Your Practice Staff & "Perceived Care"
What is “good” medical care? And, is it only provided by clinicians? Many health care providers might view “good” care as something related to positive clinical outcomes and measurable health improvements, but how do patients view good medical care? You might be surprised, but many patients have a much larger definition of medical care and it can include the “care” your staff provides, too.
A recent article by Beth Balen, entitled, “Medical Practice Staff Can Help Prevent Patient Lawsuits,” talks about the many ways patients perceive whether or not they received good care. She mentions that some patients view good care as, the doctor did something for me (like, he/she gave a prescription or a referral), the receptionist was kind to me, or the billing was accurate. While those last two examples have nothing to do with clinical outcomes, many patients still view them all as part of their care.
So, what does this mean?
It means that if all aspects of your practice provide excellent “care” and customer service, it can go a very long way to ensuring that patients are happy and satisfied. And, if you’re a regular reader of this blog, you know that satisfied patients are much less likely to sue for medical malpractice. So, the article argues, you should consider your staff just as helpful in preventing a medical malpractice lawsuit as you are with the quality of care that you provide.
So, what can you do to foster this larger care philosophy?
1. Hire quality staff. When hiring staff, it’s not just about skills and experience –it’s also about personality. In fact, it may be better in the long run to hire someone who has a great customer service personality and train them, than to hire someone with excellent skills and a bad attitude.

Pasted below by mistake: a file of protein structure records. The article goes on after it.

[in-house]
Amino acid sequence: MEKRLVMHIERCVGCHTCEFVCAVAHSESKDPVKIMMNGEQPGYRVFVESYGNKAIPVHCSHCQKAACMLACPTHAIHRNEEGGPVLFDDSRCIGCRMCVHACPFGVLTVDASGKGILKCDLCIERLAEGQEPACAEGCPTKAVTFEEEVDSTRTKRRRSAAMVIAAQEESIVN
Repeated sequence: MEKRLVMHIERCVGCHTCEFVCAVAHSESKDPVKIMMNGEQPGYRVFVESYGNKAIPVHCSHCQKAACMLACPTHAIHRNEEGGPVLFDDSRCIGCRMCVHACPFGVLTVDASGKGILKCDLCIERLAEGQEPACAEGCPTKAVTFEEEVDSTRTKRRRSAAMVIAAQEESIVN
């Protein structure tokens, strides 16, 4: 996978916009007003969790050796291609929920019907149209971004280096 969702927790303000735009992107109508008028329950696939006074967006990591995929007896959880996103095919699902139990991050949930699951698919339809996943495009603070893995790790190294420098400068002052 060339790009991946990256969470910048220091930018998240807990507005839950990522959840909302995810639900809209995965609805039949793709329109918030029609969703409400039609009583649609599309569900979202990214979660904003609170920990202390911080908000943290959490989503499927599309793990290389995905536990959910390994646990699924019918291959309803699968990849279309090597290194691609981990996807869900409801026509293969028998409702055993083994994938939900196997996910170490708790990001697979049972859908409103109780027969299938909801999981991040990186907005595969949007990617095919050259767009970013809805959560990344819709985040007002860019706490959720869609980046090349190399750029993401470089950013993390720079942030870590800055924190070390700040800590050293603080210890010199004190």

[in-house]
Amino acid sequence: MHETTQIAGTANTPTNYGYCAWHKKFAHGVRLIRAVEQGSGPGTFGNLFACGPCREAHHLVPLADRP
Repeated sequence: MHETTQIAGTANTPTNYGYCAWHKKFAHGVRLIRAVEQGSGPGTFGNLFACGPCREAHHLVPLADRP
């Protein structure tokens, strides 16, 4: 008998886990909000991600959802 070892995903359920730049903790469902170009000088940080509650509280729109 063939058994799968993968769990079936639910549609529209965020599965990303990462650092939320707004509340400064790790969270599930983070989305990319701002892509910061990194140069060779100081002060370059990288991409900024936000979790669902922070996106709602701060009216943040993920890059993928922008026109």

2. Train your staff well. Everyone needs to know what is expected of them. Do not assume anything. Ensure that all staff know not only what their job responsibilities are, but also your expectations about excellent customer service (like how you want complaints handled, for example) and what the limits are of their position and when they should refer someone to you or someone else in the practice.
3. Foster teamwork. Following from #2 above, the best way to do this is to make sure that every member of the staff knows what every other member of the staff does. This can minimize staff hand-offs and make for a more efficient practice and, again, happier patients.
4. Reward your staff. We all know, a little recognition goes a long way. And, just like satisfied patients, satisfied staff are likely to stay with the practice.
5. Continually offer training. Many med mal insurance carriers offer free in-office training for staff in risk management and patient relations. Closing the practice for one afternoon to have your med mal insurance company come in can be a very efficient and easy way to train staff.
Establishing a wider view of care, by seeing it as everything that happens within your office, can provide many opportunities to increase customer service, increase patient satisfaction, and ultimately, reduce medical malpractice lawsuits.